Both continuations of the original patent contain substantially the same description, but the newest version of the Agent Rank patent adds an interesting element within its claims.
Here is the first of the claims listed in the new version of the patent filing:
1. A computer-implemented method comprising: evaluating a document that is hosted on a site, the document including a content item to which a maker of the content item has applied a digital signature; determining whether the digital signature is portable; if the digital signature is portable, using a reputation score associated with the maker in calculating a quality score for the document; and if the digital signature is not portable, using the reputation score associated with the maker in calculating the quality score for the document only if the digital signature is fixed to the site.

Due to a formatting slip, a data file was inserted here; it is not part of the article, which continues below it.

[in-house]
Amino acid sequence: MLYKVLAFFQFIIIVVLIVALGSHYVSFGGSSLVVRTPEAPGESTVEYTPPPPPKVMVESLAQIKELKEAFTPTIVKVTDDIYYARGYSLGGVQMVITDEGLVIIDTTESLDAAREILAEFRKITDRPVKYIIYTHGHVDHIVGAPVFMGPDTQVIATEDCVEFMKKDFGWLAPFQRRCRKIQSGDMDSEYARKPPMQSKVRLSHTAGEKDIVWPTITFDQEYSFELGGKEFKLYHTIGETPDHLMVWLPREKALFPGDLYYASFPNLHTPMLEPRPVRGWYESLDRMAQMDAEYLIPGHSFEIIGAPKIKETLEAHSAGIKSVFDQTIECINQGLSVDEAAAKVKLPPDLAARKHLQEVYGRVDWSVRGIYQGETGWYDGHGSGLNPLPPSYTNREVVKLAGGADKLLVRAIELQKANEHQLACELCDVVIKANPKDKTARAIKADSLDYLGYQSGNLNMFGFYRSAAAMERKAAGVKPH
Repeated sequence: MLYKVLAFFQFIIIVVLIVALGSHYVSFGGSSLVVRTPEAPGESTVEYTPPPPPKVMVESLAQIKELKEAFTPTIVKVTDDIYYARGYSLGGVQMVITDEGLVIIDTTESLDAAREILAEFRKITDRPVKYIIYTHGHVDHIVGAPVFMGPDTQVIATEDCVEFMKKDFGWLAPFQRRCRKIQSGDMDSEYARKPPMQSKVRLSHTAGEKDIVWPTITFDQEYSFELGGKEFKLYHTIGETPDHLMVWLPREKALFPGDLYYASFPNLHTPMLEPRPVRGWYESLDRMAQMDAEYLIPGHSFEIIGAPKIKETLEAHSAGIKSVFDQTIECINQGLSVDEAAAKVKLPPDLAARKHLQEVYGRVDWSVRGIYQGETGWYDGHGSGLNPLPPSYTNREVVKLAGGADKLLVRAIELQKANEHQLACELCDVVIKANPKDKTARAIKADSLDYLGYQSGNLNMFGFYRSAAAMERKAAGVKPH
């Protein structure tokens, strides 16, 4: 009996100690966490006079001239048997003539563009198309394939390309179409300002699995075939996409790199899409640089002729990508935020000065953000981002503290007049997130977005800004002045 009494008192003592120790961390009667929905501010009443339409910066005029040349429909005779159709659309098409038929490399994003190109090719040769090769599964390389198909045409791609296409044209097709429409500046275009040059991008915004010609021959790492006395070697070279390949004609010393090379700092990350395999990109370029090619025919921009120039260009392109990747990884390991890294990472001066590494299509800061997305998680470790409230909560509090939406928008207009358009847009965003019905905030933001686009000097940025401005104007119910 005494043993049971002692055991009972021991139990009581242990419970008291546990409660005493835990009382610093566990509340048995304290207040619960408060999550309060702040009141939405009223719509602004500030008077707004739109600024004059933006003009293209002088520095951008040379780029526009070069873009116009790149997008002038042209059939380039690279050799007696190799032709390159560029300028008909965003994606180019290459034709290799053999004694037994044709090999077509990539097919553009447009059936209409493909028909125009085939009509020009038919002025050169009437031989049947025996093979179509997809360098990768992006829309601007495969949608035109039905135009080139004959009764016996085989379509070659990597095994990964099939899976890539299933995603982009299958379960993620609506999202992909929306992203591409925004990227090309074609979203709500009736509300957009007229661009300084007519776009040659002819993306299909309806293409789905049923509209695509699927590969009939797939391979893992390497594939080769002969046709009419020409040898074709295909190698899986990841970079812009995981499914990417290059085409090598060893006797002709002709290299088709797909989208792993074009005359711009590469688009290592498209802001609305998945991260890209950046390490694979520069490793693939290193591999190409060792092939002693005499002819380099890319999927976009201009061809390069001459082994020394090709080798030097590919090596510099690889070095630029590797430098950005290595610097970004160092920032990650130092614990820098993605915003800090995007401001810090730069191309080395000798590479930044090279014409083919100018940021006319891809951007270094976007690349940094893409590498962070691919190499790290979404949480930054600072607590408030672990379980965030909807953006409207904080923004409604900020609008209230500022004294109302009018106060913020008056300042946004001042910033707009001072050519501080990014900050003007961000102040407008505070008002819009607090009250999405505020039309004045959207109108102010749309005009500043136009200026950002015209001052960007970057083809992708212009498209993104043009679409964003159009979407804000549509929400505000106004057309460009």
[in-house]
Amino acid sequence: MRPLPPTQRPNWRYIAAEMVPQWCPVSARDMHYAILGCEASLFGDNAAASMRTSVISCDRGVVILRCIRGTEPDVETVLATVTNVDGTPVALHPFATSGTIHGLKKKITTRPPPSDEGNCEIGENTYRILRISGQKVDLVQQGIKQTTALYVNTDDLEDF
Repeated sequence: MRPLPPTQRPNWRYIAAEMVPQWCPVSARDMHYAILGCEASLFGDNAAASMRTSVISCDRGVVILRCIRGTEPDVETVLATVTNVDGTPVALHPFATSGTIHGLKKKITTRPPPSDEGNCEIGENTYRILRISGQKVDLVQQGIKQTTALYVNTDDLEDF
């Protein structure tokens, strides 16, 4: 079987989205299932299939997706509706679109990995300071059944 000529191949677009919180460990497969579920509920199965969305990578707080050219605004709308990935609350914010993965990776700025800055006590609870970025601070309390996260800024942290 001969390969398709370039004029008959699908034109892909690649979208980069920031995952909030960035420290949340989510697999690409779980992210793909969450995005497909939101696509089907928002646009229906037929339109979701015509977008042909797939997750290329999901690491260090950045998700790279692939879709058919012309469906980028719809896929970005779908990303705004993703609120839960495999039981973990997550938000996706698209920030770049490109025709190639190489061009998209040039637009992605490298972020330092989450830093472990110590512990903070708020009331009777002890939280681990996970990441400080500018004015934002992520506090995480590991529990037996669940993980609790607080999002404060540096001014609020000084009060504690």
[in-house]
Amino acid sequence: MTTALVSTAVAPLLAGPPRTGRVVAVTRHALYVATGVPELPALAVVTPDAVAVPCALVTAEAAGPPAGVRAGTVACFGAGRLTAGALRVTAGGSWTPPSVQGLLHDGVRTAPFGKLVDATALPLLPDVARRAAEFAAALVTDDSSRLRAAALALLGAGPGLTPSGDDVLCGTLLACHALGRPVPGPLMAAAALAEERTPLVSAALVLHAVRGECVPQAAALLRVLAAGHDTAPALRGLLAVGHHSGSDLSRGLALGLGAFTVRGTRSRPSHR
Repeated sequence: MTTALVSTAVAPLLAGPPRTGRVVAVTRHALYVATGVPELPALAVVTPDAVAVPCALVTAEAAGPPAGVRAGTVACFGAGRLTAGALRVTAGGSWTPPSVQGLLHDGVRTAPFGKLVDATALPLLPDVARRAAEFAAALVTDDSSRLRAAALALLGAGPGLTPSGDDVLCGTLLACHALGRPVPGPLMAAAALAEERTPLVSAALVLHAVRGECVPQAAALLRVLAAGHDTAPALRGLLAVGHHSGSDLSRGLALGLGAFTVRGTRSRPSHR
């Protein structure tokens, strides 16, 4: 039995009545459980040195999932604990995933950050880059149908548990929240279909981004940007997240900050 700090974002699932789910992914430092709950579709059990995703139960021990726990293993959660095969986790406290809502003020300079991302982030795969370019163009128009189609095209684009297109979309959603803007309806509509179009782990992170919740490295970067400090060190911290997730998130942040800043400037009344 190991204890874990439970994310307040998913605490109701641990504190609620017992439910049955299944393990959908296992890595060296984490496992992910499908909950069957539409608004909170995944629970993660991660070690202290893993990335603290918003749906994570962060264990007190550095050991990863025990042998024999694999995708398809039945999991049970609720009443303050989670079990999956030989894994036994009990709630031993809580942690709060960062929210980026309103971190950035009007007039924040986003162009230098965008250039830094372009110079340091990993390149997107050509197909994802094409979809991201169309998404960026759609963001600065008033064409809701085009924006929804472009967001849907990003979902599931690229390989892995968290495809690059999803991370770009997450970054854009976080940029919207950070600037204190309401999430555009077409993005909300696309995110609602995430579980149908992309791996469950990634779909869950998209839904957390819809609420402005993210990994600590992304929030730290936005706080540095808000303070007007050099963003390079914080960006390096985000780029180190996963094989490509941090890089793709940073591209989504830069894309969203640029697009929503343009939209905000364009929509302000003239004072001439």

Note the use of the word “portable.”
That seems to be one of the more significant updates to the patent – and I think it makes it more clear that associating a Google profile with content authored by someone is like applying a digital signature to that content.
Note that someone doesn’t have to be using Google Plus to use authorship markup, since they need only link their profile page with their Google Account under the processes described by Google on their help page for using the markup.
Reputation Scoring under Agent Rank
In addition to using authorship markup to identify who the author and possibly originator of content might be, the Agent Rank process also involves adding a quality score to a document based upon the reputation score of its author.
It’s quite possible that Google might use information that it finds on the Web and at Google plus that it can clearly associate with specific authors to create a credential score of the type that I described in the post How Google Might Rank User Generated Web Content in Google + and Other Social Networks.
Google might also issue Authorship Badges as well that we could use in other places such as comments on Blog posts, or upon guest posts on blogs where we might not have an author profile page, or upon a site where we might submit articles.
Google’s Panda updates emphasized the “quality” of content found on the Web, and an authorship reputation could easily be another signal of quality in ranking pages.